London Borough of Wandsworth (21 007 832)

Category : Transport and highways > COVID-19

Decision : Closed after initial enquiries

Decision date : 12 Oct 2021

The Ombudsman's final decision:

Summary: We will not investigate this complaint about Mr X’s complaint about an Experimental Traffic Order. This is because we have not seen any evidence of fault in the Council’s introduction of the Order.

The complaint

  1. Mr X complains the Council introduced an Experimental Traffic Order (ETO) closing the high street where he owns property to traffic, without any prior notice or advertisement.

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The Ombudsman’s role and powers

  1. The Ombudsman investigates complaints about ‘maladministration’ and ‘service failure’, which we call ‘fault’. We must also consider whether any fault has had an adverse impact on the person making the complaint, which we call ‘injustice’. We provide a free service but must use public money carefully. We do not start or may decide not to continue with an investigation if we decide there is not enough evidence of fault to justify investigating. (Local Government Act 1974, section 24A (6))

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How I considered this complaint

  1. I considered information provided by the Mr X, the Council’s responses to him and the Experimental Traffic Order made by the Council.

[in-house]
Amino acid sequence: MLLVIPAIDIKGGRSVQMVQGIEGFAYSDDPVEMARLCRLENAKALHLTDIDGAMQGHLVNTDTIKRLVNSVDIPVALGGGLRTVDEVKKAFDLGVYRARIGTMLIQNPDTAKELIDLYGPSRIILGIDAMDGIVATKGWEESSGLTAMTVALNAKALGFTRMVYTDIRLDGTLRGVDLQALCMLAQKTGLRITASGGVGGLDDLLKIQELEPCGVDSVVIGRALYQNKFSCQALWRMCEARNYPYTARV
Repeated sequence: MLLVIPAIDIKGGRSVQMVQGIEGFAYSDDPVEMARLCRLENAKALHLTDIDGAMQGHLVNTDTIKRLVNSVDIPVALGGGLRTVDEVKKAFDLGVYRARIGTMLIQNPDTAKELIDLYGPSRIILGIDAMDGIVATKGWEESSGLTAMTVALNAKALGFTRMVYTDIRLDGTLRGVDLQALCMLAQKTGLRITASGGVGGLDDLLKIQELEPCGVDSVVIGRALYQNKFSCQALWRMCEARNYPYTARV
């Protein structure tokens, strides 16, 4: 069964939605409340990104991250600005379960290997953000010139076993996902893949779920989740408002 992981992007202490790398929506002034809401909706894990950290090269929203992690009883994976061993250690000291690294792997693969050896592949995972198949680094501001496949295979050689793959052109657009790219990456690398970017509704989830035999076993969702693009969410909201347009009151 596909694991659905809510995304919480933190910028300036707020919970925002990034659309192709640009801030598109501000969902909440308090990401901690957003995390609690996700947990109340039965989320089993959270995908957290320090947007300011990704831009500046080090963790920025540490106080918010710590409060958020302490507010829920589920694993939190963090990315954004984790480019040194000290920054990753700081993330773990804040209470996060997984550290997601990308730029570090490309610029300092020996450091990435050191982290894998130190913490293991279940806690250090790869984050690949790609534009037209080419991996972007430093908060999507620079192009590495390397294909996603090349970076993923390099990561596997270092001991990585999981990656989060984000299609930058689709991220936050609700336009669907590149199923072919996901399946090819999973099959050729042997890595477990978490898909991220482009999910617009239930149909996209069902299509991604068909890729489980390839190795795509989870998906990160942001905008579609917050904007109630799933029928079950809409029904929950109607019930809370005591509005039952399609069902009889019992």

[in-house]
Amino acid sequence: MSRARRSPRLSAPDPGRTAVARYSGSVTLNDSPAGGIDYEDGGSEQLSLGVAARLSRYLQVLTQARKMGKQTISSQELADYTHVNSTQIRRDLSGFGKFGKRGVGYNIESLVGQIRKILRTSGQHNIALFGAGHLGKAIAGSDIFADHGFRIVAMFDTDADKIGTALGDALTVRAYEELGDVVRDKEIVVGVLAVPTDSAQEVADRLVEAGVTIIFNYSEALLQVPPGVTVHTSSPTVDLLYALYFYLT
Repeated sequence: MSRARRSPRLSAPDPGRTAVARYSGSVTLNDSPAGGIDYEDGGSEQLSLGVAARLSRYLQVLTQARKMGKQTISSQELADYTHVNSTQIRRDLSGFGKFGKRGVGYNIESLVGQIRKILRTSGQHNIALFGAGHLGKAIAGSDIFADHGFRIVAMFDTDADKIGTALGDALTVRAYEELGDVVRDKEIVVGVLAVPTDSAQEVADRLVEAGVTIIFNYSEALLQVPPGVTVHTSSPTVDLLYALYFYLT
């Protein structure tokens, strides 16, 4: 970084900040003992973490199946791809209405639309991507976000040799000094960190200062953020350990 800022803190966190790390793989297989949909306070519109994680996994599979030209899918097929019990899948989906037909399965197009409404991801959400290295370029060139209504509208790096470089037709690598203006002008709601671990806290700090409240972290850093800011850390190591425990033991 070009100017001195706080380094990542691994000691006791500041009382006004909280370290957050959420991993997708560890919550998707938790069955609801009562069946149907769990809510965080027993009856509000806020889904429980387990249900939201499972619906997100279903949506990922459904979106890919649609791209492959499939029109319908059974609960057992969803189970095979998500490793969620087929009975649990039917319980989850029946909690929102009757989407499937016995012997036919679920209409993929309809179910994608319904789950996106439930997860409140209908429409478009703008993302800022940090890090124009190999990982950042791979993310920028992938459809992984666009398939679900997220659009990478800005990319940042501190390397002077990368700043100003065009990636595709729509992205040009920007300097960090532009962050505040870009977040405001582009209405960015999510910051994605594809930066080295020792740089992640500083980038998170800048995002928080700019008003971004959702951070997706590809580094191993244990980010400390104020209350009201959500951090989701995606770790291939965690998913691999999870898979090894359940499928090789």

2. I considered the Ombudsman’s Assessment Code.

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My assessment

  1. Councils can make an ETO using powers under sections 9 and 10 of the Road Traffic Regulation Act 1984.
  2. The law does not require councils to consult before making an ETO. The purpose of such orders is to assess how a scheme will work before a council decides whether to make it permanent. The ETO order gives councils an opportunity to trial changes and then to see what people think once they are operational but before they become permanent.
  3. An ETO can only be in force for 18 months. If a council wishes to make it permanent, it must make a new order.
  4. We cannot say the Council was at fault in failing to advertise about the ETO because there was no requirement for it to do so. Nor is there any requirement on the Council to stop an experimental scheme if it receives objections to it. But it must consider any objections received within the first 6 months of the order being made, before deciding whether to make the scheme permanent. There is a legal process it must follow at that stage. This will give the public a formal opportunity to make their objections to the Council if they wish to do so.

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Final decision

  1. We will not investigate Mr X’s complaint because there is not enough evidence of fault in the way the Council introduced the ETO to warrant an investigation.

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Investigator's decision on behalf of the Ombudsman

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